Month: December 2020

Christmas – with Empty Chairs and Treasured Memories

It was quiet in the kitchen. Warm from the friendly glow of the kitchen stove as it nursed a kettle to boiling for the first brew-up of Christmas Day, 1938.

The wall clock’s pendulum flashed with reflected light from the miracle of electricity, installed only months earlier to replace gas in the row houses of an English industrial town.

The “tick-tock” keeping time with the pendulum could always be heard above normal conversation, but this Christmas Day, it sounded crisper. Not louder. Just more precise, like a call to attention in addition to recording the passage of time.

Four people were listening. A husband and wife and their two children – a daughter,17, and son two days shy of his 15th birthday, sitting around the scrubbed-white kitchen table waiting for the kettle to boil, the brewed tea signalling that it was time to open presents.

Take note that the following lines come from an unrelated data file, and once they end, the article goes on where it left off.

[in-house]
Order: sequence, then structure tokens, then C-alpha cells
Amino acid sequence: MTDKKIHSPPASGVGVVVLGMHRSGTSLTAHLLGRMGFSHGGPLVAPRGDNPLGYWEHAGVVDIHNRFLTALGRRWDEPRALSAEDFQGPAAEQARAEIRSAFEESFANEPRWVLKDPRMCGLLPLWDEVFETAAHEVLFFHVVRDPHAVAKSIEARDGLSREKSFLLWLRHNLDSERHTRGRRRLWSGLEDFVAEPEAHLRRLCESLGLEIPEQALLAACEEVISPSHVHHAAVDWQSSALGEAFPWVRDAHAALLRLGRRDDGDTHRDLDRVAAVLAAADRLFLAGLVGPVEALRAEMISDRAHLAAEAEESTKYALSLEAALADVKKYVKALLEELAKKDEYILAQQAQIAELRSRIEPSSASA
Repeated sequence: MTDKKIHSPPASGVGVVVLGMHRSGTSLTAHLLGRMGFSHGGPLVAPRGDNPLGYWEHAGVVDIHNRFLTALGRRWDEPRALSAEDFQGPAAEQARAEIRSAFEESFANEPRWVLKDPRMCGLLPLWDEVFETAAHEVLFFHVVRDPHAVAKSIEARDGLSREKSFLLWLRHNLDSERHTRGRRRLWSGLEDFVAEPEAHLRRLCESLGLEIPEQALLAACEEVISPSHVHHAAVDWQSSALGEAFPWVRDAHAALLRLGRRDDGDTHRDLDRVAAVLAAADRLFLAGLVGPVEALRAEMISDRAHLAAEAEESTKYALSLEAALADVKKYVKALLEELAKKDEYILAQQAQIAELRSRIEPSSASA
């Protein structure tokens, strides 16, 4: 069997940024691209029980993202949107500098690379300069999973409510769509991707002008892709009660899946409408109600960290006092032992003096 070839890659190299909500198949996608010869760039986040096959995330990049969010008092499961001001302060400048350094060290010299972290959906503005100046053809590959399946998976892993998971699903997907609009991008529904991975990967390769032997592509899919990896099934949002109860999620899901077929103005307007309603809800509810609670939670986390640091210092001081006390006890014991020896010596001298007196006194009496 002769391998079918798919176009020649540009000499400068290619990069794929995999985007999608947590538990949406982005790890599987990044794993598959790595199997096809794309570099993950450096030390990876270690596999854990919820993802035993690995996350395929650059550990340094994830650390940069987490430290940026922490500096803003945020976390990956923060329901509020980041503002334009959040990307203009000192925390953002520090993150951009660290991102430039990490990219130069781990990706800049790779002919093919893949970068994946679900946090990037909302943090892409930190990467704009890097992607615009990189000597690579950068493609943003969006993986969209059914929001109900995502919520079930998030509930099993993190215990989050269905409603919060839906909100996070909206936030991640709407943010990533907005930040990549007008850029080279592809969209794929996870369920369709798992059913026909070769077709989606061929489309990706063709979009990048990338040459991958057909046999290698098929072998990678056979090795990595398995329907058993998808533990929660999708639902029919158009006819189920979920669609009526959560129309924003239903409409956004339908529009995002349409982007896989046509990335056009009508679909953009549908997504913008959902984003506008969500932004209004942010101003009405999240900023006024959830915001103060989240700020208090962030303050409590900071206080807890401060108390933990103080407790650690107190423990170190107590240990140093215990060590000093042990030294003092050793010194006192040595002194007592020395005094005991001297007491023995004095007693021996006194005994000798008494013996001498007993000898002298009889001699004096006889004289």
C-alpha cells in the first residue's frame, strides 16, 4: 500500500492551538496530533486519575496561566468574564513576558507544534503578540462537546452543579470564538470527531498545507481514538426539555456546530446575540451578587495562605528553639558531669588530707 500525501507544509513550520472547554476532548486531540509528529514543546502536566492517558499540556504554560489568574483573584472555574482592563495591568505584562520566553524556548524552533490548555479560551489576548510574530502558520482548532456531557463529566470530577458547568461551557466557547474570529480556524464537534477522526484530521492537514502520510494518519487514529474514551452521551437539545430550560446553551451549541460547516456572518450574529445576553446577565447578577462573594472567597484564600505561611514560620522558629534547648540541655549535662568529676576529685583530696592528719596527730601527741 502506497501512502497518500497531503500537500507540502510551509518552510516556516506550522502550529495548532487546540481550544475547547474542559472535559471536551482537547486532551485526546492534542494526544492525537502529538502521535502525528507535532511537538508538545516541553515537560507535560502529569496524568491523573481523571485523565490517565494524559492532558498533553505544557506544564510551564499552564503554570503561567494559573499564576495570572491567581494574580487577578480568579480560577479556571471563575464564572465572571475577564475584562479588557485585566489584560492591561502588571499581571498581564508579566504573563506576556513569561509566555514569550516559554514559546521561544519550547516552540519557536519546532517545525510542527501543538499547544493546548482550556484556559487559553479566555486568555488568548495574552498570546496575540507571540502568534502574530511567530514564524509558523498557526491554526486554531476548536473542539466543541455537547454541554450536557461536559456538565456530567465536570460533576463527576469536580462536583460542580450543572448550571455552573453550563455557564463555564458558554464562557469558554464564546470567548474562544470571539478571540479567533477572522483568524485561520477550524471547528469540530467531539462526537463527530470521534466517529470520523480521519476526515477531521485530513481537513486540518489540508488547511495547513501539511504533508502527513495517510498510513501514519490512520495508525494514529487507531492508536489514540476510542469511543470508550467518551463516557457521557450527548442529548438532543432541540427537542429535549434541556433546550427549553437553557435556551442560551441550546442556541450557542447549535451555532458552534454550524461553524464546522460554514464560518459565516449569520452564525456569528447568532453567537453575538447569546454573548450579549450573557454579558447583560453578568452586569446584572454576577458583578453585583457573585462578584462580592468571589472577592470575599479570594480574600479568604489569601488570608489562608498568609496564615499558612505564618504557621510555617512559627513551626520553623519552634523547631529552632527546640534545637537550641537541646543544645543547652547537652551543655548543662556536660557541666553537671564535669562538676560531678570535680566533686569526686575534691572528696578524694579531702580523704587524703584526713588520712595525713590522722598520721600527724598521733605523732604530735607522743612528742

There was a vacant chair at the table.

The family was observing, with slight modification, a decades-old routine governed by mother’s rule that her husband and the children remain upstairs on Christmas morning until the ceremonial tea was brewed. The change in 1938 allowed us to be downstairs for the final few minutes waiting for the tea – and time to think about the vacant chair.

On the table, Christmas gifts nestled in four small piles; two very small piles for mother and father; and two, not much larger, for son and daughter. In the latter would be one or two luxuries like a small box of chocolates or small bottle of perfume to please a teenage daughter.

The bulk of the children’s gifts consisted of clothes. Warm underwear, socks and decent footwear were more important for survival than coveted baubles.